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A Sticky Situation

I’ve said it before and I’ll say it again: it’s been a weird, sometimes seemingly unrelated journey, to start where I’ve started and to now be where I am today.

When I look back, events and courses of such events also make sense. It’s the here and now that I’ll often times second guess, but the past? I can easily weave my path with those of others to process and retell it all.

My dad hated his job. He had reason to. Prior to going into package delivery with UPS he worked in their parts division where he had a relatively “cushy” job. During this time there was a strike and while I don’t remember all the details I remember that there had been an incident (my father had no part in it) between two of the UPS divisions/buildings in the state. My father’s building had been involved along with another one (we’ll just fictitiously call Springfield) which was close by, in a dispute of sorts. Words were had, tempers boiled over, apparently, there had been a big to do.

Years passed and my father’s building wound up closing up and moving to TN. My father had the option to relocate us all to TN, get an even more cushy office job, make more $, and get help with moving expenses. I was half way through high school. My sister was in middle school. Most of our grandparents were still alive and living in CT along with roughly 90% of our family. My father knew none of us wanted to leave. He opted to stay.

As fate would have it, he along with roughly 5 other guys that opted not to move to TN, wound up getting transferred to, you guessed it, THAT other building in Springfield. And the Springfield peeps had most definitely not forgotten THE incident that had occurred several years earlier. Management was hell bent on making sure that the new guys didn’t last… didn’t matter if the guys had been involved in the incident or not… they were all guilty by association and targeted accordingly.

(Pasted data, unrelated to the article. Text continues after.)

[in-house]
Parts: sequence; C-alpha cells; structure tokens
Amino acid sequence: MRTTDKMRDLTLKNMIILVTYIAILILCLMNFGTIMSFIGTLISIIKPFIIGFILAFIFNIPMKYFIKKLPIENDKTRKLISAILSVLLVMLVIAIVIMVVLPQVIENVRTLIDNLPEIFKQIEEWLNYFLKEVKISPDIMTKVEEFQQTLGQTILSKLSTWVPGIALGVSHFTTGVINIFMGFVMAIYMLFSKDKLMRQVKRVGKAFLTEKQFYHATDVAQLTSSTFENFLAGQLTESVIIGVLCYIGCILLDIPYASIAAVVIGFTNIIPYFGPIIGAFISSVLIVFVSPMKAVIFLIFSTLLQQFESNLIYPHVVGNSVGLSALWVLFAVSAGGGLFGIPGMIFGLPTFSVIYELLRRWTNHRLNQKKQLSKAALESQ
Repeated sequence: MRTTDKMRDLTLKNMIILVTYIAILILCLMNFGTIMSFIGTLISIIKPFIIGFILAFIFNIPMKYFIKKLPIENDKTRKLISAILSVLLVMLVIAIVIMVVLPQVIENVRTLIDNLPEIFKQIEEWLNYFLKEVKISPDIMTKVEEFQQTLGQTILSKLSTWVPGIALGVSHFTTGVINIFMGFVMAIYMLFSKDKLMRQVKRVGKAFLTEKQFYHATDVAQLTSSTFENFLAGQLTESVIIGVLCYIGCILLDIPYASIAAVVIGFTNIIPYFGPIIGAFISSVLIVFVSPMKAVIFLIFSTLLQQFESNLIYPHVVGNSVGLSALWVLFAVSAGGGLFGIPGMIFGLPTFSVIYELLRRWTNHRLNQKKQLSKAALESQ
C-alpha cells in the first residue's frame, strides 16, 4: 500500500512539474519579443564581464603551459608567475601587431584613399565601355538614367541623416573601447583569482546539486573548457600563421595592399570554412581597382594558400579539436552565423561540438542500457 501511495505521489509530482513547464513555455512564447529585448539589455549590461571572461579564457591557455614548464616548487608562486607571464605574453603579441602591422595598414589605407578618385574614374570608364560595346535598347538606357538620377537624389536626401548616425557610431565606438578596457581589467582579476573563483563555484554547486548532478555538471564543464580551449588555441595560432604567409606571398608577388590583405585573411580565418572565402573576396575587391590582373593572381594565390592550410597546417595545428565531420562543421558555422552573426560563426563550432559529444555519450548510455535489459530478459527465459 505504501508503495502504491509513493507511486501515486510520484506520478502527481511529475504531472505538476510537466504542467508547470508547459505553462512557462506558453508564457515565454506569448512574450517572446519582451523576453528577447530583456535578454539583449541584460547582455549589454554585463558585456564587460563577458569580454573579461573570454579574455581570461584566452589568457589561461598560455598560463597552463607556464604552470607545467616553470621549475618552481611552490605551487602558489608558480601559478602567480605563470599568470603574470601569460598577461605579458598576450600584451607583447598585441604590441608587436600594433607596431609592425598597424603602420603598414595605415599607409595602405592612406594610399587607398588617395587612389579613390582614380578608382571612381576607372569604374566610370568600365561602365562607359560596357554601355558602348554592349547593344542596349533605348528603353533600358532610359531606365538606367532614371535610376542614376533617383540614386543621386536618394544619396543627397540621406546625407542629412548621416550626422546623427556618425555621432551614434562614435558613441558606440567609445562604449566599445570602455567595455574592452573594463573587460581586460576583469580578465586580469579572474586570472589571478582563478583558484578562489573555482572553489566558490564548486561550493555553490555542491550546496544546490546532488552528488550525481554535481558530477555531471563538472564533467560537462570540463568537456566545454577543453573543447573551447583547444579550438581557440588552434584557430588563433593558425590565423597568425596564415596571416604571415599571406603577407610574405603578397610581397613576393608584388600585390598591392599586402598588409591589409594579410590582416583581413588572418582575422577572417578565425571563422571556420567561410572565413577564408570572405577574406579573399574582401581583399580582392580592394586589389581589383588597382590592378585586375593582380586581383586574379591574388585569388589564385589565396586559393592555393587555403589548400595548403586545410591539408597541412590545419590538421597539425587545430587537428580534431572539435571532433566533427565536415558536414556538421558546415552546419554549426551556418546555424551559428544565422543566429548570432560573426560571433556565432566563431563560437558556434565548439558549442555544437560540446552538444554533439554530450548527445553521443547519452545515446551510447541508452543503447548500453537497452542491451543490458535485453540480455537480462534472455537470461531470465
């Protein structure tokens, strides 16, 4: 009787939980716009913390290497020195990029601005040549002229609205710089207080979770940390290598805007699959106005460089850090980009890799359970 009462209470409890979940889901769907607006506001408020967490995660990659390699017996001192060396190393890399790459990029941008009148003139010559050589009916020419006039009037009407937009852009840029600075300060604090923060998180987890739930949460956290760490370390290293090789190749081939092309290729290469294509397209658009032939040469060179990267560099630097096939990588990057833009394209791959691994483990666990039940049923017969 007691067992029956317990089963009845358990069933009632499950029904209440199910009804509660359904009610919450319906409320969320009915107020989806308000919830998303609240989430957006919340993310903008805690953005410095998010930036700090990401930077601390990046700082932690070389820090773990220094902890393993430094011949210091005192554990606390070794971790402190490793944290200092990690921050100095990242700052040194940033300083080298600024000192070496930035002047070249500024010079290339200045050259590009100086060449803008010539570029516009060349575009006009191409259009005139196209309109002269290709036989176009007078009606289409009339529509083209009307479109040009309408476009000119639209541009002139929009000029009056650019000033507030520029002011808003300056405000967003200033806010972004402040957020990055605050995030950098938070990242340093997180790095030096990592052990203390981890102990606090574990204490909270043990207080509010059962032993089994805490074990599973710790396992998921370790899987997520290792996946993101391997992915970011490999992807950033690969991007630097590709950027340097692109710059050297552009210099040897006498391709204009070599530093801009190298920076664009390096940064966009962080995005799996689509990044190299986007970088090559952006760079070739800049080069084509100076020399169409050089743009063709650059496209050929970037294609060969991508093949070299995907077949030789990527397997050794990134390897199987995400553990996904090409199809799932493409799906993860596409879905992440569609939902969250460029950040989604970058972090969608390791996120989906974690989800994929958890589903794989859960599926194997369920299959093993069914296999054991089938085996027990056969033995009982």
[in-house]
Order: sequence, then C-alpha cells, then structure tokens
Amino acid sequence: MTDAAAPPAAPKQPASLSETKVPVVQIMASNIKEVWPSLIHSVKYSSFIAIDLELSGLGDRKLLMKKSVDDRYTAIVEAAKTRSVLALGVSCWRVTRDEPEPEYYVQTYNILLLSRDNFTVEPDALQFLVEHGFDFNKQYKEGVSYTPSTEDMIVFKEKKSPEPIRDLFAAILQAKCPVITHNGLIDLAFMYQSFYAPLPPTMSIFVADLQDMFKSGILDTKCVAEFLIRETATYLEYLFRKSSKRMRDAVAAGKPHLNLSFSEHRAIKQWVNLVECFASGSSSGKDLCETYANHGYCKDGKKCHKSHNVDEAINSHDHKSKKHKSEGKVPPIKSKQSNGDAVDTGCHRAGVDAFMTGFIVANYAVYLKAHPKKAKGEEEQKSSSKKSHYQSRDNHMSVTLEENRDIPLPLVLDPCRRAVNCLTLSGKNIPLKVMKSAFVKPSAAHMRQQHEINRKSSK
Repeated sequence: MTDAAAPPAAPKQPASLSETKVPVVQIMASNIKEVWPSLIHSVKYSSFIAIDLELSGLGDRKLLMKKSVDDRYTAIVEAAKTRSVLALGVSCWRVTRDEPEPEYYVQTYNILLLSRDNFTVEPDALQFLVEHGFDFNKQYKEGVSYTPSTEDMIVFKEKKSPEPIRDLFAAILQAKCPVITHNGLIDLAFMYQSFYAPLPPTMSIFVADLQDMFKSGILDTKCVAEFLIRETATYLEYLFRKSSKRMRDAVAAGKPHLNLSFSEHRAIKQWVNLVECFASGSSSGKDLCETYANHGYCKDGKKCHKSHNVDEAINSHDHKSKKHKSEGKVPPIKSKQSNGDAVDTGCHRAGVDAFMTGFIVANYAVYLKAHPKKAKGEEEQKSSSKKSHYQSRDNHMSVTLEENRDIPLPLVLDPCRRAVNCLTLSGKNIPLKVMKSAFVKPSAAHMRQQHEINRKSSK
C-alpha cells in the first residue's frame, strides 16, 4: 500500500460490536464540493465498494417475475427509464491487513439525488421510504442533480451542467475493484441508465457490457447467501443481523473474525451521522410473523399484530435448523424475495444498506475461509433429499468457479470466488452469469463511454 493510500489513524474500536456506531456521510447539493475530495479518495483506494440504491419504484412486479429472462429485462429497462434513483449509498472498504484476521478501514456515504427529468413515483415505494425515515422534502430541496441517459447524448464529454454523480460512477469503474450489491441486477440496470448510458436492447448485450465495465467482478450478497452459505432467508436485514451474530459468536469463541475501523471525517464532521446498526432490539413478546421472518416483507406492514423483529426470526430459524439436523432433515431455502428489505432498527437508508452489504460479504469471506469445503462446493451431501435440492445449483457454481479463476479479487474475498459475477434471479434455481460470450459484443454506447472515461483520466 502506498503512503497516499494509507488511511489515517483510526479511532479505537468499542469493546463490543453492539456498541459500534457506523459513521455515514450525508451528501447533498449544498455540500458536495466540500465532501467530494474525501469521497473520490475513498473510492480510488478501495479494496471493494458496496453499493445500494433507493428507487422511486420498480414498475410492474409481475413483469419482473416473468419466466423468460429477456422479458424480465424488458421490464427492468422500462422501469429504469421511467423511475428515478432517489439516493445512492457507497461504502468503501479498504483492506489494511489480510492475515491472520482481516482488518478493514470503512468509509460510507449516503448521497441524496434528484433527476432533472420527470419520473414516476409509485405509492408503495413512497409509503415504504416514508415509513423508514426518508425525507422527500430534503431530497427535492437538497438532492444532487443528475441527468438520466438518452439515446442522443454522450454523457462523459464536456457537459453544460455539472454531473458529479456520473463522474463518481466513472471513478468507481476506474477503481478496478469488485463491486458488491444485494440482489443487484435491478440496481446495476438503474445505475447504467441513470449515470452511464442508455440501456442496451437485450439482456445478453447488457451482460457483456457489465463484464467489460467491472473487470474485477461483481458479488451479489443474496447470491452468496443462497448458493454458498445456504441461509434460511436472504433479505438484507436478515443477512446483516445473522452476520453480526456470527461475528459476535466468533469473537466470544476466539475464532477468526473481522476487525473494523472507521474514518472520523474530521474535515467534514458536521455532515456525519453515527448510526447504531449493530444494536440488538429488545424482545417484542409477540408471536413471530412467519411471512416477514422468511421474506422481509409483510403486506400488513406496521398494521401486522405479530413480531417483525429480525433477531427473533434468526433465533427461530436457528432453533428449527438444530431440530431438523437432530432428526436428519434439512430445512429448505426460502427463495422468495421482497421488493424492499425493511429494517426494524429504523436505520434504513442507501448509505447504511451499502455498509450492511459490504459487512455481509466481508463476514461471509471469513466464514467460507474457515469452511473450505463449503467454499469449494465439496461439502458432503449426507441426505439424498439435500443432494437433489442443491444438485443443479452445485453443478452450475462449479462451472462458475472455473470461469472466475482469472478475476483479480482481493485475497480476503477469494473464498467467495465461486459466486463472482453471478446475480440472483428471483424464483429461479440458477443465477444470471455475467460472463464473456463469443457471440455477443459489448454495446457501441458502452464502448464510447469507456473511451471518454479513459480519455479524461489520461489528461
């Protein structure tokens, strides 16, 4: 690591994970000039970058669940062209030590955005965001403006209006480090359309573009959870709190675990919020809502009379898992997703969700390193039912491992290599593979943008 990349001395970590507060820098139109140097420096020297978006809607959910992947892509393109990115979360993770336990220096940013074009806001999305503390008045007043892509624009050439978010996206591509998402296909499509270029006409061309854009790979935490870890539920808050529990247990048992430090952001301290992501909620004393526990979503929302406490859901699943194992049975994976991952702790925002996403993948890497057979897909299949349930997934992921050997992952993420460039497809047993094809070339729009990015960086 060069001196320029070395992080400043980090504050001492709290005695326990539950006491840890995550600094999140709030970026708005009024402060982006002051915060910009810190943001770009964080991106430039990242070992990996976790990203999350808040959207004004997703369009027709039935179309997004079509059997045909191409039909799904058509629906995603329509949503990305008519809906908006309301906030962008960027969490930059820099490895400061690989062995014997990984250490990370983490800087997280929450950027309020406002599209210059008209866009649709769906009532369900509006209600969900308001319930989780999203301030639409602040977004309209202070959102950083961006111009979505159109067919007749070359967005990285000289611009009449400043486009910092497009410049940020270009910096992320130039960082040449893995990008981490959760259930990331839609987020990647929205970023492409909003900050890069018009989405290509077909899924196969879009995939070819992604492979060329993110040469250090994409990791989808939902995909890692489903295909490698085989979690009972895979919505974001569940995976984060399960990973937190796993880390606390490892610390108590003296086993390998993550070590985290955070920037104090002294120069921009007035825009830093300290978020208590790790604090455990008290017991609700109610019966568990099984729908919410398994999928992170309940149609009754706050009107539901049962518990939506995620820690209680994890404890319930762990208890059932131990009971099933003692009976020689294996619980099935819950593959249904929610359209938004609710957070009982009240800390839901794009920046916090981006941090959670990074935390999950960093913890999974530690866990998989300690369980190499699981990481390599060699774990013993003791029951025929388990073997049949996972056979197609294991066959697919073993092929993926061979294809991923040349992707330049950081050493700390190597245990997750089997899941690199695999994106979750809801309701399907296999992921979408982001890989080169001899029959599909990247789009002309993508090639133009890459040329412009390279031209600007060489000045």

My dad had to get through 2 years in package delivery. If he made it, he could transfer out into “Feeders” (a much easier and even better paying position) before he retired. Our family set a countdown clock and we knew… we knew those two years would be bad. That would be an understatement.


In order to get him to quit my dad was given a commercial delivery route. Every single day his box truck would be stuffed to the point that a single envelope couldn’t be added to the back. He delivered to funeral homes, clothing, tea, and carpet manufacturers, a bowling alley, an auto body repair shop, and hundreds more. To give you an idea of how rigorous of routes the Springfield division created for the “new hires,” after my dad made his two years, his route had to be split into three smaller routes because they couldn’t keep anyone on the job for more than two weeks. My father was the only one that made it the two years without retiring early.

When you deliver packages for UPS you are timed down to the second. Big UPS knows how long it should take you to get from point A to B and from B to C and how long it should take you to get in and out of the vehicle while buckling and or unbuckling your seat belt and starting the ignition all in one swift movement, the key kept securely on the driver’s finger. You need to hustle.

Unfortunately on one particular day… the hustle got a lot less hustle-y as the day progressed.

Just like any other day, this one started with an absolutely packed f’ing truck. As was customary, his last deliveries would be crammed all the way into the front of the back of the truck. His first deliveries would be in the back and his “Next Day Airs” would be in the very, very back.

He started with those. “Next Day Airs” had to be delivered by ten am. According to him, this part of his day was completely normal. He really wouldn’t have known anything was amiss until a little while later when he picked up a box that took a little more oomph than one would assume a box said size and listed weight should take to pick up.

He probably wouldn’t have even given the little box that required a little bit of extra effort to remove from the truck and deliver a second thought had there not been another box…

Same thing at the next delivery, another box that just felt a little bit more ‘difficult’ to lift. Which soon became the norm… except that with each delivery and each box my father managed to wrangle out of the brown box truck, there was more resistance.

And by his lunch break?